Figure 1 Subcellular Localization of CAX1 in Arabidopsis. Immunoblot analysis of CAX1 in Arabidopsis. Equal amounts of protein (10 g) isolated from HA-sCAX1-expressing transgenic Arabidopsis, wild-type Arabidopsis, and plant membrane markers: the plant endoplasmic reticulum luminal protein (BiP), mung bean vacuolar pyrophosphatase (V-PPase). Wild-type Arabidopsis membranes were prepared and fractionated in the absence or presence of 5 mmol/L MgCl2, and then assayed for changes in CAX1 and BiP expression. Numbers above the gels indicate the Suc concentration of each fraction




Figure 2 Intracellular localization of CAX2 in wild-type     Arabidopsis plants. Arabidopsis membranes were extracted and fractionated in a Suc gradient. The fractions (fraction 1=21%; fraction 7=38% [v/v] Suc) were subjected to western-blot analyses using the following antibodies: CAX2, affinity-purified antibodies against a peptide from CAX2 deduced amino acid sequence; VM, antibodies against a vacuolar membrane marker VM23, a homolog of tonoplast intrinsic protein from radish (Raphanus sativus), which is a species closely related to Arabidopsis (Maeshima, 1992); PM, antibodies against the Arabidopsis plasma membrane marker protein RD-28 (Yamaguchi et al., 1992); ER, antibodies against the endoplasmic reticulum yeast BiP protein that specifically recognize plant endoplasmic reticulum BiP (Shimoni et al., 1995) 


The localization of HA: CAX4 on the vacuolar membrane of plants was shown by the heterologous expression of the CAX4 fusion protein in a suspension of tobacco cells. The fusion protein under the control of the cauliflower mosaic virus 35S promoter was expressed in tobacco BY-2 cells. In the case of BY-2 cells, many vacuoles are generally observed in a single cell (Kost et al., 1998). As shown in Figure 3, A and B, confocal images of red fluorescent signals stained by Texas Red conjugated antibody revealed that HA: CAX4 is localized in the vacuolar membrane.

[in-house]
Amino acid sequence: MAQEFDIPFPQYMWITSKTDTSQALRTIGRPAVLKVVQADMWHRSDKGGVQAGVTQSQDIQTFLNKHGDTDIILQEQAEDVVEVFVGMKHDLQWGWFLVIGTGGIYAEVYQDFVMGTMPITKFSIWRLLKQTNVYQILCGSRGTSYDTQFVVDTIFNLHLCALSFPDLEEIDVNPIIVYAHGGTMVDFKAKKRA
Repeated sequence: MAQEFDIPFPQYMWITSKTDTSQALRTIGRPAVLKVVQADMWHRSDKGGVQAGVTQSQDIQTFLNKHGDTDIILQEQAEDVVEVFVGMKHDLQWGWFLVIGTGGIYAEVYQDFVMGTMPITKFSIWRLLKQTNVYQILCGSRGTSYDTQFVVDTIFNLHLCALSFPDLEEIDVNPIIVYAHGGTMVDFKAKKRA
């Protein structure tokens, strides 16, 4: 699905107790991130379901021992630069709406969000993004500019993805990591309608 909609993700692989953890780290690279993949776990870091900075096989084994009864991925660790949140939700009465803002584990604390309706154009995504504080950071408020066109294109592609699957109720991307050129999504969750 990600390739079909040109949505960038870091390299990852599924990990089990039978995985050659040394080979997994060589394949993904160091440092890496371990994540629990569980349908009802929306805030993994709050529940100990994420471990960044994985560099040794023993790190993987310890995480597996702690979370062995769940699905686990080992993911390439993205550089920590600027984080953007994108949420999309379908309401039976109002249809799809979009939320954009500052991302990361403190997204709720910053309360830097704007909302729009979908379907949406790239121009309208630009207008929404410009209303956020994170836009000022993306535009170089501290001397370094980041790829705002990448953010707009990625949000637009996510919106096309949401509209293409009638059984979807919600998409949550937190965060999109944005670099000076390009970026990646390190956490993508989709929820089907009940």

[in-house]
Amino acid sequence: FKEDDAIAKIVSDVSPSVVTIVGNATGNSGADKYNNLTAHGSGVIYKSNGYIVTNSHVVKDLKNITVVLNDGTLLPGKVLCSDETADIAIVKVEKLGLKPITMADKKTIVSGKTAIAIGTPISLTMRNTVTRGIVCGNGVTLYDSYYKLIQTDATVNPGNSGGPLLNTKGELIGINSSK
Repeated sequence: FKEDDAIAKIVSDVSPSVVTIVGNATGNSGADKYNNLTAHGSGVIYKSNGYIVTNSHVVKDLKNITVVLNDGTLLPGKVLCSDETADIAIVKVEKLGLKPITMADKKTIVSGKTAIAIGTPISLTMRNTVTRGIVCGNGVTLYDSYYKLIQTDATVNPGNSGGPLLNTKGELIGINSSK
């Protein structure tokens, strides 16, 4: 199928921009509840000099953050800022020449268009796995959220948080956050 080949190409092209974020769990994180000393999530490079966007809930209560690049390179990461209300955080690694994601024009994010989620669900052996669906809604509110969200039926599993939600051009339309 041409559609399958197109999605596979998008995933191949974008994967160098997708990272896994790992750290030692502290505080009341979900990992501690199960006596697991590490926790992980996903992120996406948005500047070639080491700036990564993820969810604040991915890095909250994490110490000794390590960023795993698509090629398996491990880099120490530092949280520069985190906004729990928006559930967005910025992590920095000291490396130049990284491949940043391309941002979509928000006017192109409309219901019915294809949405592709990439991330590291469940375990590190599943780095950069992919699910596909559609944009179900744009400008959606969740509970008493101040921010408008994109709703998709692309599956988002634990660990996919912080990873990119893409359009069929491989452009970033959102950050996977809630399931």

Figure 3 Expression of HA: CAX4 in tobacco BY-2 cells. A and B, Immunostaining of HA: CAX4 in BY-2 cell. A, HA: CAX4 was detected on vacuolar membrane by HA antibody and Texas Red conjugated secondary antibody (indicated by arrow). B, A superimposed image of red channel and transmitted light demonstrated only vacuolar membranes were stained (indicated by arrow). C, Immunoblotting of HA: CAX4 in tobacco BY-2 cells. Monoclonal antibodies against HA and a plant endoplasmic reticulum luminal protein (BiP), an indicator of endoplasmic reticulum, were used at dilutions of 1:1,000 and 1:1,500, respectively. Polyclonal antibodies against mung bean (Vigna radiata) vacuolar pyrophosphatase (V-PPase) and radish plasma membrane aquaporin (PAQ1) were used at 1:1,000 dilutions. The numbers indicate the concentration of the Suc fraction 

To confirm vacuolar membrane localization of the fusion protein, the crude membrane fraction of tobacco cells was subjected to Suc gradient centrifugation and immunoblotting with the anti-HA antibody. The distribution of the fusion protein (fractions from 26% to 33%) was paralleled by that of a vacuolar marker (mung bean vacuolar pyrophosphatase) and not that of an endoplasmic reticulum marker (plant endoplasmic reticulum luminal protein) and a plant plasma membrane marker (radish plasma membrane aquaporin; Figure 3C).

2 Subcellular localization of CAX protein in Vigna radiata

The localization of VCAX1p on the vacuolar membrane was confirmed by the heterologous expression of VCAX1p in a suspension of tobacco cells. In this experiment, the VCAX1 sequence was fused at the C-terminus of sGFP and introduced into tobacco BY-2 cells via Ag. tumefaciens to express the fusion protein under the control of the CAMV 35S promoter. In the case of BY-2 cells, many vacuoles were generally observed in a single cell. Confocal imaging of GFP fluorescence emitted from transformed cells revealed that sGFP-VCAX1p is localized in the vacuolar membrane and small vesicles (Figure 4). No green fluorescence was detected on the plasma membrane, nuclear envelopes or free cytosol.



Figure 4 Localization of sGFP-VCAX1p fusion protein expressed in tobacco suspension cells. A fusion protein of sGFP and VCAX1p was expressed in tobacco BY-2 cells, and then sGFP green fluorescence of the cells was imaged under a laser scanning confocal microscope. Scale bar: 20 µm 

3 Subcellular localization of CAX protein in Glycine max